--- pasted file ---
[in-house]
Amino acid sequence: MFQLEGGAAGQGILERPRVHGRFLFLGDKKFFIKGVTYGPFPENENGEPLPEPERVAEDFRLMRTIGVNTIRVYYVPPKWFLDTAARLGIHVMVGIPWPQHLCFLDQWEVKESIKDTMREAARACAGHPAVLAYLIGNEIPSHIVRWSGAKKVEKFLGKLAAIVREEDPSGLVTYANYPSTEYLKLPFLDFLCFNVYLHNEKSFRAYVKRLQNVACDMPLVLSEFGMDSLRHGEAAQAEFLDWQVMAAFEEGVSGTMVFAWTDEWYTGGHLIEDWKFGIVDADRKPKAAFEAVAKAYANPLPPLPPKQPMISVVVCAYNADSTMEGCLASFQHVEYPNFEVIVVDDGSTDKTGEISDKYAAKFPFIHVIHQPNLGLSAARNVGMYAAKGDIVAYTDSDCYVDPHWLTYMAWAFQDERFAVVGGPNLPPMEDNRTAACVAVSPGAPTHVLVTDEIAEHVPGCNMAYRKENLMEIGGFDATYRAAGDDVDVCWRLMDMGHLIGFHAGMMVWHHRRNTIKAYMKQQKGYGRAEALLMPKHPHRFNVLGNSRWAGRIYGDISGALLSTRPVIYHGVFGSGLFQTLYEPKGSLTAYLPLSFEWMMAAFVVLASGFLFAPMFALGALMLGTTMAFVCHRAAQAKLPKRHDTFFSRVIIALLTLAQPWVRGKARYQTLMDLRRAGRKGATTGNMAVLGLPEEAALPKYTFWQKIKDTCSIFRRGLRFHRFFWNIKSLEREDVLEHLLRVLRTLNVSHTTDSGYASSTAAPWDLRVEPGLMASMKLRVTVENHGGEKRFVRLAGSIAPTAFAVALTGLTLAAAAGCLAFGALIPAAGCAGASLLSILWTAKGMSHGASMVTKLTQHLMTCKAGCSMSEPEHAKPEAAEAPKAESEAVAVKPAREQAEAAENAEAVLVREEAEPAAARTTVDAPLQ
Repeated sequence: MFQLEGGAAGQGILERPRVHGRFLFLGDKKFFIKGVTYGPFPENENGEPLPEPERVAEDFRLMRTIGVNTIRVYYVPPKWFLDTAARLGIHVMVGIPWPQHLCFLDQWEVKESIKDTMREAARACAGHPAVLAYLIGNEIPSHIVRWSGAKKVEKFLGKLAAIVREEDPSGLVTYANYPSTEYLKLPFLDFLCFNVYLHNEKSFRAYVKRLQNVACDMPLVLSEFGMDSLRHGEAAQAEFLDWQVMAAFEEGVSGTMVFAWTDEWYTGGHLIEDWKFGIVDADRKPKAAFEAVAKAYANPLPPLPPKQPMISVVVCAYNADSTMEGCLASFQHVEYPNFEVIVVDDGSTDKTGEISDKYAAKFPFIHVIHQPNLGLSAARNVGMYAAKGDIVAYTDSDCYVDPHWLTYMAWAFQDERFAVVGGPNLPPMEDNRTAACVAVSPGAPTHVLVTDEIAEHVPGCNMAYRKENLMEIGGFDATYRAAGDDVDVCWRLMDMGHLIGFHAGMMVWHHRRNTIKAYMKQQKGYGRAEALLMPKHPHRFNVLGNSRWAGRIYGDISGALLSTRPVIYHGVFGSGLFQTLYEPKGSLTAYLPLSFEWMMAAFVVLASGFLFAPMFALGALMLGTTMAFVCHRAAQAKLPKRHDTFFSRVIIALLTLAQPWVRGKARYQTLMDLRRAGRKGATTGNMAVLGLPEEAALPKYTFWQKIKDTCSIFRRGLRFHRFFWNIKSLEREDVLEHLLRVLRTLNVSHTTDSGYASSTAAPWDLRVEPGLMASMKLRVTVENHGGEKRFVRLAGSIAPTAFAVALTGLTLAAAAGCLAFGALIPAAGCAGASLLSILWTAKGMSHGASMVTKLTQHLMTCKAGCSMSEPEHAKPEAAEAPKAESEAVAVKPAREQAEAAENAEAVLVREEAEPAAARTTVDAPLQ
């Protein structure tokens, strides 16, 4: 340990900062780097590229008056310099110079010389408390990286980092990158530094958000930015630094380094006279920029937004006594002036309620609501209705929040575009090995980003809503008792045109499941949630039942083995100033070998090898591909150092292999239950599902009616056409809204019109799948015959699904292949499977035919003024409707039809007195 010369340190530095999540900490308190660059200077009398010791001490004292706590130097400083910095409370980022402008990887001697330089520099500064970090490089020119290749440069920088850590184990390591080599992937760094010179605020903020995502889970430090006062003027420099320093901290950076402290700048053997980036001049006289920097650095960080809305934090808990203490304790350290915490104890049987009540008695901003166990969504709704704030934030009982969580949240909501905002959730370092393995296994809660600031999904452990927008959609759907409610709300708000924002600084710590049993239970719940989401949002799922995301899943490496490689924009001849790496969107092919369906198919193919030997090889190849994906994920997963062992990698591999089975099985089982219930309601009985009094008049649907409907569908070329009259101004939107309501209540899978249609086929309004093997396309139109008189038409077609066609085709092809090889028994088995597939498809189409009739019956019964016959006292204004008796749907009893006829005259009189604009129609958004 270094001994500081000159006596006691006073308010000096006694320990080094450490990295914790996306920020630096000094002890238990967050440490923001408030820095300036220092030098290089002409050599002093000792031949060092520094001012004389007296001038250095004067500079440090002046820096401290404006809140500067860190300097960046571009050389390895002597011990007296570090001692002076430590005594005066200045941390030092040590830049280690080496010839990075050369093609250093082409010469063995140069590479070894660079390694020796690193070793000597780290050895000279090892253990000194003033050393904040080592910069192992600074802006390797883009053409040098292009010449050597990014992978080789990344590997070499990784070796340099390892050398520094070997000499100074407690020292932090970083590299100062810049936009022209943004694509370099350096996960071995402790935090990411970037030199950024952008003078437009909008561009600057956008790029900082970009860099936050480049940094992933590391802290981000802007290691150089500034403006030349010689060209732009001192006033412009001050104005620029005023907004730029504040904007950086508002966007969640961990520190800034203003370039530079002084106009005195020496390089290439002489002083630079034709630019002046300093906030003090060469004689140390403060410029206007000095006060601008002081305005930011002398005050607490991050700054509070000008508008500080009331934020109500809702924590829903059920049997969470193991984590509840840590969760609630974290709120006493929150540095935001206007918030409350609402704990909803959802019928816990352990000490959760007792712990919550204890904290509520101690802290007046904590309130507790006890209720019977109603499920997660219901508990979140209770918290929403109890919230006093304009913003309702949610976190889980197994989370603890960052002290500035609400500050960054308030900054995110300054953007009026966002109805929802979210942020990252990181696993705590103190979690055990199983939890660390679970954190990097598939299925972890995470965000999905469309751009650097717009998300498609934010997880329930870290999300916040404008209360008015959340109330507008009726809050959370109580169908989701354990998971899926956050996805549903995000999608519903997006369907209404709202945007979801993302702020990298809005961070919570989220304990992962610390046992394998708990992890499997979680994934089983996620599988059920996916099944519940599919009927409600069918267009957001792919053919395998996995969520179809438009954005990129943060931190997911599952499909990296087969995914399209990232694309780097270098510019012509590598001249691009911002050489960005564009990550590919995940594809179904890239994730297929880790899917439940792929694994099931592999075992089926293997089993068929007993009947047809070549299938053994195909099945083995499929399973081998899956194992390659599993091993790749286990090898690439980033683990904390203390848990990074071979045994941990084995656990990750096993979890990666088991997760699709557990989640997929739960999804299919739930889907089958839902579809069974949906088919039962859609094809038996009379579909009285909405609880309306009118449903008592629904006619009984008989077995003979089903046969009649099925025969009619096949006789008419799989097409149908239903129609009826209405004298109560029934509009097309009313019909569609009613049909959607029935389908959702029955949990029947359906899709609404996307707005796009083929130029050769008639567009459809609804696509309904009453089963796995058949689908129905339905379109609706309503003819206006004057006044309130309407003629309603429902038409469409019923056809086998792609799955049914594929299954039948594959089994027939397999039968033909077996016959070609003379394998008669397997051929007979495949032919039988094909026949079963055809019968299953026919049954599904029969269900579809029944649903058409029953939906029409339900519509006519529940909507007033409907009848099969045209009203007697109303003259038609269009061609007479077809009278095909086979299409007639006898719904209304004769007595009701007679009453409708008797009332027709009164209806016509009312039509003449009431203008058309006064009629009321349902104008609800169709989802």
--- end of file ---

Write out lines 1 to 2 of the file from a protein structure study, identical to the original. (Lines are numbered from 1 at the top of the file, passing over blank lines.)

[in-house]
Amino acid sequence: MFQLEGGAAGQGILERPRVHGRFLFLGDKKFFIKGVTYGPFPENENGEPLPEPERVAEDFRLMRTIGVNTIRVYYVPPKWFLDTAARLGIHVMVGIPWPQHLCFLDQWEVKESIKDTMREAARACAGHPAVLAYLIGNEIPSHIVRWSGAKKVEKFLGKLAAIVREEDPSGLVTYANYPSTEYLKLPFLDFLCFNVYLHNEKSFRAYVKRLQNVACDMPLVLSEFGMDSLRHGEAAQAEFLDWQVMAAFEEGVSGTMVFAWTDEWYTGGHLIEDWKFGIVDADRKPKAAFEAVAKAYANPLPPLPPKQPMISVVVCAYNADSTMEGCLASFQHVEYPNFEVIVVDDGSTDKTGEISDKYAAKFPFIHVIHQPNLGLSAARNVGMYAAKGDIVAYTDSDCYVDPHWLTYMAWAFQDERFAVVGGPNLPPMEDNRTAACVAVSPGAPTHVLVTDEIAEHVPGCNMAYRKENLMEIGGFDATYRAAGDDVDVCWRLMDMGHLIGFHAGMMVWHHRRNTIKAYMKQQKGYGRAEALLMPKHPHRFNVLGNSRWAGRIYGDISGALLSTRPVIYHGVFGSGLFQTLYEPKGSLTAYLPLSFEWMMAAFVVLASGFLFAPMFALGALMLGTTMAFVCHRAAQAKLPKRHDTFFSRVIIALLTLAQPWVRGKARYQTLMDLRRAGRKGATTGNMAVLGLPEEAALPKYTFWQKIKDTCSIFRRGLRFHRFFWNIKSLEREDVLEHLLRVLRTLNVSHTTDSGYASSTAAPWDLRVEPGLMASMKLRVTVENHGGEKRFVRLAGSIAPTAFAVALTGLTLAAAAGCLAFGALIPAAGCAGASLLSILWTAKGMSHGASMVTKLTQHLMTCKAGCSMSEPEHAKPEAAEAPKAESEAVAVKPAREQAEAAENAEAVLVREEAEPAAARTTVDAPLQ